December 14, 2011 12:36:00 PM
By EMILY WAGSTER PETTUS
JACKSON -- A report being released today could recommend a three-year elimination of cost-of-living increases for Mississippi government retirees and a long-term change in the pension rules for new hires, according to a nonvoting member of the group that produced the document.
Sen. Hob Bryan, D-Amory, said he read a draft that included a recommendation to halt, for three years, the 3 percent annual increase now given to people receiving benefits from the state Public Employees Retirement System.
"This is after the governor said people who worried about their 13th checks were silly," Bryan told The Associated Press on Tuesday.
The cost-of-living adjustment is typically referred to as a "13th check" because many retirees take it as a lump payment at the end of each calendar year. However, they have the option to receive the COLA each month.
Bryan said the draft also included a recommendation that new government employees have different pension rules. Half of their retirement money would go into a defined benefit plan that all PERS beneficiaries have now, and the other half would go into a defined contribution plan with the employees either managing their own investments or hiring someone to manage the investments for them. Bryan said the defined contribution plan would be riskier for employees.
"This obsession with the defined contribution plan is just a philosophical difficulty with having the system that we have," Bryan said.
Republican Gov. Haley Barbour appointed the 12-member commission in August to study the investments, management and other financial aspects of Mississippi PERS. The group on Wednesday is releasing the report with recommended changes to shore up the system's finances.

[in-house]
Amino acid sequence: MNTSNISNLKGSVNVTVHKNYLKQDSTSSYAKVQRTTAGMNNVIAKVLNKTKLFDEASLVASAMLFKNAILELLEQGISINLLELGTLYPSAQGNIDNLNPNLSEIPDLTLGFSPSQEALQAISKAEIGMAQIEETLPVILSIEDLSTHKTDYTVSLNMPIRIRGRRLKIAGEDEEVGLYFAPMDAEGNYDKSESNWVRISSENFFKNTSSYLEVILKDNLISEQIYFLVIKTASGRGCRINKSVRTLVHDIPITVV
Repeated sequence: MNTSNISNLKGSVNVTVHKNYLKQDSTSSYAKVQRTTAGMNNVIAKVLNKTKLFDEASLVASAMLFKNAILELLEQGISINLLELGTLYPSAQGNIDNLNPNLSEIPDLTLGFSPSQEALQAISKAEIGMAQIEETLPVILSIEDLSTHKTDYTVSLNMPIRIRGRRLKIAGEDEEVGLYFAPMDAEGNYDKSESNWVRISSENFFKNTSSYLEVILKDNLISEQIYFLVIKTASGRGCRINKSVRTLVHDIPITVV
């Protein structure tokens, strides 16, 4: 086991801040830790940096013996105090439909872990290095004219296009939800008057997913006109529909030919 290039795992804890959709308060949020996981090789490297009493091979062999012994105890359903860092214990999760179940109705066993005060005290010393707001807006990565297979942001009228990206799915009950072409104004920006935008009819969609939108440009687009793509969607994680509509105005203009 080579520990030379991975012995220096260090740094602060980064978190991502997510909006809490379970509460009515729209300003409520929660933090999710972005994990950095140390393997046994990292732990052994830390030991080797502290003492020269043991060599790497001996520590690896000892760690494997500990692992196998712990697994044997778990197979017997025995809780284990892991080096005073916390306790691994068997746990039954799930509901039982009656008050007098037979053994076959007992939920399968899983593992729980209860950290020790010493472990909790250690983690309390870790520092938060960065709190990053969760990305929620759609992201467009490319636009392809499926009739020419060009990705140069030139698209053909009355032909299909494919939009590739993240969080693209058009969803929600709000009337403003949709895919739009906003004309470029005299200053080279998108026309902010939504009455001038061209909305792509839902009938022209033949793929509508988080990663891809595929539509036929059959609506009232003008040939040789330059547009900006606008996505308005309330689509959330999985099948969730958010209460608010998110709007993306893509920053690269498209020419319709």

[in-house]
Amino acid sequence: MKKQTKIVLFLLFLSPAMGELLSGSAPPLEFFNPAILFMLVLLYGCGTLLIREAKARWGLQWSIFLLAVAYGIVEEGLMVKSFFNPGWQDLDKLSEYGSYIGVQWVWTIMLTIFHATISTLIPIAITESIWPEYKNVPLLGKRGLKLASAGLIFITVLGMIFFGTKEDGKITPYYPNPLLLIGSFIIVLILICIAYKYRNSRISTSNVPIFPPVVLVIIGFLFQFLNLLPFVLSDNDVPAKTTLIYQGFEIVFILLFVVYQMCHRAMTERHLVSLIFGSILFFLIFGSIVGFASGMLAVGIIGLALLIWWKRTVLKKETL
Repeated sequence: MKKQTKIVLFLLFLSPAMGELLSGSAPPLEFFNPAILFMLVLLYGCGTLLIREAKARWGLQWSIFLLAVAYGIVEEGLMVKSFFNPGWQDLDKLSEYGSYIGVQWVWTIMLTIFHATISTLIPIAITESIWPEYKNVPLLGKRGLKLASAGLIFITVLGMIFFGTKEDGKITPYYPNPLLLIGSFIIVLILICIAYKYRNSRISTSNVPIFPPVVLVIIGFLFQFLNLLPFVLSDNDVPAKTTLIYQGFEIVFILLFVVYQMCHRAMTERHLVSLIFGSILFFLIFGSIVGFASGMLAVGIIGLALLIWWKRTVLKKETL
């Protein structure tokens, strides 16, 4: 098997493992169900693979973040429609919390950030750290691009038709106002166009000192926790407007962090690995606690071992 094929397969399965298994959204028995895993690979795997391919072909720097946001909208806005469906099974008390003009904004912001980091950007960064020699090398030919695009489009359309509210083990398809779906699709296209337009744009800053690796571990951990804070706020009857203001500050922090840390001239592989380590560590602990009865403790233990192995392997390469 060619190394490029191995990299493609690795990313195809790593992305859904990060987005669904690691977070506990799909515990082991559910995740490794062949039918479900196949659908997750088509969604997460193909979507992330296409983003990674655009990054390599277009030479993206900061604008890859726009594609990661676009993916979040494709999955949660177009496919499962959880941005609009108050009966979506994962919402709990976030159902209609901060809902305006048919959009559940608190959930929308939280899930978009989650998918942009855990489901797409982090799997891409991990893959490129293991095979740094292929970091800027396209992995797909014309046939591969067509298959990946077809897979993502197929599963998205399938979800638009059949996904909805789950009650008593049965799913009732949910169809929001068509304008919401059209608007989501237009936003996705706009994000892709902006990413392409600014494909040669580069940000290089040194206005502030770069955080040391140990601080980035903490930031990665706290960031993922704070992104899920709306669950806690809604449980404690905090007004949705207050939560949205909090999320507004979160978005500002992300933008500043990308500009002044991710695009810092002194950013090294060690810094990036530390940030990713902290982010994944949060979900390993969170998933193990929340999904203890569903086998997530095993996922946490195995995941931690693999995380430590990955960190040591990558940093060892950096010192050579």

The group can only make recommendations. Any changes would have to be approved by new lawmakers who take office in January. Barbour's term expires Jan. 10.
During public hearings this fall, public employees expressed concern about the possibility of reduced benefits for their retirement. Many said a reduction would make it difficult for them to retire comfortably. Union leaders said many public employees already work for lower wages than private-sector workers and a defined-benefits retirement package is incentive for many to stick with government work.
The study group was meeting during the legislative election season, and the uproar over possible changes in benefits prompted Democratic and Republican candidates to pledge to protect the system, including preserving the 13th check, if possible.
Barbour's PERS study commission includes business people, elected officials and financial experts and is led by Republican Mayor George Schloegel of Gulfport.
Bill Crawford of Meridian, a retired state employee and former lawmaker who also serves as a voting member of the study commission, would not discuss details of the report in advance. But he said Tuesday that he disagrees with Bryan's assessment of what's in it.
"I don't think Hob read the same draft that I did," said Crawford, a Republican.
Crawford said discussions of the 13th check have been used for partisan purposes. He said current public employees and retirees should focus on the long-term viability of PERS.
"I think the concern, for state employees, ought to be really around the increasing unfunded liabilities of the system, which is really the genesis for the study," Crawford said.
Mississippi PERS manages pension funds for 80,000 state and local government retirees and 167,000 active employees. The members include teachers, firefighters, state hospital workers, prison guards and other nonfederal government workers. State troopers have a separate fund, while legislators have a supplemental fund on top of the regular plan.
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